The Feministing Five: Peggy Orenstein

Peggy Orenstein is the author of the New York Times bestselling book Cinderella Ate My Daughter: Dispatches from the Frontlines of the New Girlie-Girl Culture. Orenstein’s book (her fourth – she also wrote the bestseller Schoolgirls: Young Women, Self Esteem and the Confidence Gap) is an exploration of our cultural fixation on pink and princesses and everything else we associated with girliness. Orenstein is herself the mother of a seven-year-old girl, and it was when her daughter went off to pre-school that Orenstein first became aware of how pervasive the princess obsession is, and just how aggressively it is marketed to very young girls.

What Orenstein found, when she began researching the reach and power of princess culture, and when she spoke to psychologists, historians, marketers and other parents, is that the fixation on pink princesses isn’t benign. When it’s marketed to girls as the only correct expression of femininity, it can shape, often perniciously and permanently, how those girls view their own bodies, their sexualities, and their place in this world. The discussion Orenstein began when she first wrote about princess culture in 2006, and which she continues in this book, is a crucial one, a fascinating one, and one in which we all have a stake. You can read an excerpt of Cinderella Ate My Daughter from the Ladies Home Journal here.

And now, without further ado, the Feministing Five, with Peggy Orenstein.

Chloe Angyal: Why did you start writing this book?

Peggy Orenstein: Because I had a daughter. I had been writing for years about teenage girls and women, but I had never really thought much about that early childhood time, partly because it didn’t used to be a time in which culture intruded in the same way. It was a fairly protected time. So I hadn’t thought about it as a journalist, and then when I became a mother, I of course imagined that I would be raising my daughter to have no limits, not having to do anything and being able to do anything she wanted. And then she went to pre-school, and came home with this new identity of the Disney Princess. And I wasn’t so sure that this was necessarily a bad thing, but it got me looking around and noticing the pervasiveness of pink and pretty and princess. They’re just everywhere! It was not something I remembered from when I was a child, and I wondered what happened and whether this was something that was protective against sexualization of girls, or something that was priming them for it. That’s what got me going on it, and it started with the princess thing and little girls, and opened up into looking at the way that girls at an unprecedentedly early age now are learning that femininity and sexuality and identity are a performance.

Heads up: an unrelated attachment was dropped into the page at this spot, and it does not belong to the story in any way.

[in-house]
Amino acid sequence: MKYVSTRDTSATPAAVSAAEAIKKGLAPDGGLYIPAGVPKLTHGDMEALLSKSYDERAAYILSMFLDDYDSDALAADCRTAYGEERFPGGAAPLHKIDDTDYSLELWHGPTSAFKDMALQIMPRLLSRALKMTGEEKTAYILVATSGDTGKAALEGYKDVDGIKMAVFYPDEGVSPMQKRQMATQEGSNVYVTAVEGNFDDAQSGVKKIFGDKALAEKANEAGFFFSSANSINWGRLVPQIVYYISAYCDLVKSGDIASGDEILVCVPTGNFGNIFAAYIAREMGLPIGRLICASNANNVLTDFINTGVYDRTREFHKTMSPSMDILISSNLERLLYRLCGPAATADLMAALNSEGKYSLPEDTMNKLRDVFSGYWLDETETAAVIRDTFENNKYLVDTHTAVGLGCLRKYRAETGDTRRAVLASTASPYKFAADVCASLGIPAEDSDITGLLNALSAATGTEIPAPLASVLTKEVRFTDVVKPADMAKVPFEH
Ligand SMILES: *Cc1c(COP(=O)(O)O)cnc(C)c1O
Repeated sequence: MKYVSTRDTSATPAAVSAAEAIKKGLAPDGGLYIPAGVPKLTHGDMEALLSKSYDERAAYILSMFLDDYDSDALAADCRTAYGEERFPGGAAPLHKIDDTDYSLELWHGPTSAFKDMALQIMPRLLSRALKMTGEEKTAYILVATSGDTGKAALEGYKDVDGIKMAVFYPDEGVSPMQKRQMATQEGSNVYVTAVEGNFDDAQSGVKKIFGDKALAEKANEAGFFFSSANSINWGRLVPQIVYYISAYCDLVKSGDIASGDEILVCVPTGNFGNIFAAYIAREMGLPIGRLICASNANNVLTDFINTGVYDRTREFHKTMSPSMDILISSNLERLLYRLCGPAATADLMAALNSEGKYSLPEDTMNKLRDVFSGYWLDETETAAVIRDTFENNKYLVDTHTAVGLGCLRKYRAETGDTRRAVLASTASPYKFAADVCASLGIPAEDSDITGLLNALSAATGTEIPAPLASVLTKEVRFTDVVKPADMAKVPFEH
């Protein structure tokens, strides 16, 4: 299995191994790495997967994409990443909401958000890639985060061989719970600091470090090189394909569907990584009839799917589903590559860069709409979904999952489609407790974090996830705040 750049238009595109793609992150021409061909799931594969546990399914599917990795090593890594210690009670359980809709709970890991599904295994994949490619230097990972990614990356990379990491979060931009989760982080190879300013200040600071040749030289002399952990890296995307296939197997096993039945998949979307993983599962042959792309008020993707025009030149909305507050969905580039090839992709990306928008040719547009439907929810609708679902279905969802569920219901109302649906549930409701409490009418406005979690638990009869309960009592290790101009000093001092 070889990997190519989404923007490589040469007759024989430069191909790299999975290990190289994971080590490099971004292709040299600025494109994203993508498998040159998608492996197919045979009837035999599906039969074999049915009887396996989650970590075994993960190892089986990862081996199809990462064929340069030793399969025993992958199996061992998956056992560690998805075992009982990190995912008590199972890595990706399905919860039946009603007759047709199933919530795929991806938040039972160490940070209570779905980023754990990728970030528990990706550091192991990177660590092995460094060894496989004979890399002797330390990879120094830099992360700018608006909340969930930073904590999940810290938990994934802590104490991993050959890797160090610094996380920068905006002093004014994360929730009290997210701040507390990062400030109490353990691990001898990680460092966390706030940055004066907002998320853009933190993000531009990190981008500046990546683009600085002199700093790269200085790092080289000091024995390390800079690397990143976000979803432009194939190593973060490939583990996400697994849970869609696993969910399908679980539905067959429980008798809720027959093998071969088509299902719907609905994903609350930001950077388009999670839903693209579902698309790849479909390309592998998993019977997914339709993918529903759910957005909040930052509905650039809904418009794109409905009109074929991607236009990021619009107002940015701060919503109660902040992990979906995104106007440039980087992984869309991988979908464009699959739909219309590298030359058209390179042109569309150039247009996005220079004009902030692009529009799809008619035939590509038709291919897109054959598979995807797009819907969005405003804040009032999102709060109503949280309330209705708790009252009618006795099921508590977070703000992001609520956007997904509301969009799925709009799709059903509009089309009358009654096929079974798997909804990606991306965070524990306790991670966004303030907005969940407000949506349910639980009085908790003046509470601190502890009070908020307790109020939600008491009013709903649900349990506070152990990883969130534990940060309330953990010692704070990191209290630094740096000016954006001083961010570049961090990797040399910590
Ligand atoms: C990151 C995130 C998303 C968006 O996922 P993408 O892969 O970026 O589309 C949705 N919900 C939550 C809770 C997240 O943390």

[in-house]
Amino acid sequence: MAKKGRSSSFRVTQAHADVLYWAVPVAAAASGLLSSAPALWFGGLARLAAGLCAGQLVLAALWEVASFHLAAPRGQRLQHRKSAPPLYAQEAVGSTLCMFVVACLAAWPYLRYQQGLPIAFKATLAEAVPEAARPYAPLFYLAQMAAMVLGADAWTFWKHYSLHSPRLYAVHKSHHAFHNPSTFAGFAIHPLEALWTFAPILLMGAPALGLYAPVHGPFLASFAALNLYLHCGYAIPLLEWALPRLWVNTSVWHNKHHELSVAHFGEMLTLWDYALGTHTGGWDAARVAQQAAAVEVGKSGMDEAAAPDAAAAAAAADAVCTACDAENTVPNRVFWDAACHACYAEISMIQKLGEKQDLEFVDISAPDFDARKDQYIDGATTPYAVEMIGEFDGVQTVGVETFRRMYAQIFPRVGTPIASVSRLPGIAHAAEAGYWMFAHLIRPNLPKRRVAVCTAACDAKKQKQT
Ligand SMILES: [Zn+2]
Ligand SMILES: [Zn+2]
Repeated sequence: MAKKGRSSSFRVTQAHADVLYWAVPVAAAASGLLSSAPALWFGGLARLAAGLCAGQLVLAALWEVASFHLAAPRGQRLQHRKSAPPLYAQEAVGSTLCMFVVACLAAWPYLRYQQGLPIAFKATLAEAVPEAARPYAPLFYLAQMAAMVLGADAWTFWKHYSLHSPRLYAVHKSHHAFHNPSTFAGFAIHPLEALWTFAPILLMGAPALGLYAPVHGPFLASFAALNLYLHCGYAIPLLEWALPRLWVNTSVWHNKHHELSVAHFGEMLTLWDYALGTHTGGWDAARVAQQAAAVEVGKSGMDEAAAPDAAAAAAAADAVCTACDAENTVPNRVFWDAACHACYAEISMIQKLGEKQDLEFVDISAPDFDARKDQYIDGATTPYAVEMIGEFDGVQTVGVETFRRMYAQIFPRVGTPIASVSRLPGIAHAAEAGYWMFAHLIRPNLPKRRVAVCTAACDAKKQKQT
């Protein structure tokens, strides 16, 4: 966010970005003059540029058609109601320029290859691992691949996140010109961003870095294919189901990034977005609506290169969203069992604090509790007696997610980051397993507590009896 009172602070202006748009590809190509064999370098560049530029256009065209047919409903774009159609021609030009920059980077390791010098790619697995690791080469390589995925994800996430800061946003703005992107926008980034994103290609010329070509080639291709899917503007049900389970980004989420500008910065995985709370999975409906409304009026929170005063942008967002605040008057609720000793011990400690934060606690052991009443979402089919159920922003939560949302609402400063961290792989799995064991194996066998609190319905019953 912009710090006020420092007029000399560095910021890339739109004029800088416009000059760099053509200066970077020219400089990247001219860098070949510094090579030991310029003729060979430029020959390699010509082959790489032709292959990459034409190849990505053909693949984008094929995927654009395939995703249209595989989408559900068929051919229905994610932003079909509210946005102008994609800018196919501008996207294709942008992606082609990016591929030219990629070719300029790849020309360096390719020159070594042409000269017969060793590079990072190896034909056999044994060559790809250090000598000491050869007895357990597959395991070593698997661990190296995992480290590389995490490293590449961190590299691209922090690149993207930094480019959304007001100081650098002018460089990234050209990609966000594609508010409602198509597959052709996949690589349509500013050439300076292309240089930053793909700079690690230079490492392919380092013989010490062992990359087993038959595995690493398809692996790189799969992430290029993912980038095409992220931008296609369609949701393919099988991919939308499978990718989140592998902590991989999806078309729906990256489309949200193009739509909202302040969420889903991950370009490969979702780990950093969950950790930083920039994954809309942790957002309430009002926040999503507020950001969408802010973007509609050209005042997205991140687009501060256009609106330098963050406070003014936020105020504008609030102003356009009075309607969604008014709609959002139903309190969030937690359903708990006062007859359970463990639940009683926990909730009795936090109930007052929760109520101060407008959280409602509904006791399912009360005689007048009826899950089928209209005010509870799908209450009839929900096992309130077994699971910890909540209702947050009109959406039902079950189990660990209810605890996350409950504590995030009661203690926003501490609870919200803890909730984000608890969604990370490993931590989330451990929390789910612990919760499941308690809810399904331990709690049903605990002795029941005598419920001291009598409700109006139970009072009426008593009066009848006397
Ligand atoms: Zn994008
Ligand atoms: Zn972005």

It is different writing now that I have a daughter. First of all, I’m older, so my identity has shifted. When I wrote Schoolgirls, I still more identified myself as a girl, and not at all as a parent – I didn’t even plan on having children at that point. And at that point, I was often asked where my hall pass was, when I was doing reporting in the schools. With this book, I think I’m more firmly in the parent camp, and looking at it as a parent and as a protector, because with the girls who are twelve and thirteen, it’s about them starting to step into the world of womanhood. But little girls are not doing that, or they shouldn’t be doing that. But that is what we’re telling them that women should be in their play. I mean, that was one of the purposes of toys, historically: to communicate gender roles to children. It was little dustpans or irons or baby dolls when I was a little girl, and now it’s pink and princesses and makeup. So that’s communicating a clear message about what femininity is to little girls and about what’s expected of them as adults. But you can’t interview a three-year-old about her thoughts on body image and femininity. It’s a totally different reporting that you do. It was more outer directed, and the personal parts are really more about me and my relationship to her, whereas in my reporting on teenagers years ago, I didn’t write that personally at that point, but when I did it was about my relationship with myself, not my relationship with my child.

CA: Who is your favorite fictional heroine, and who are your heroines in real life?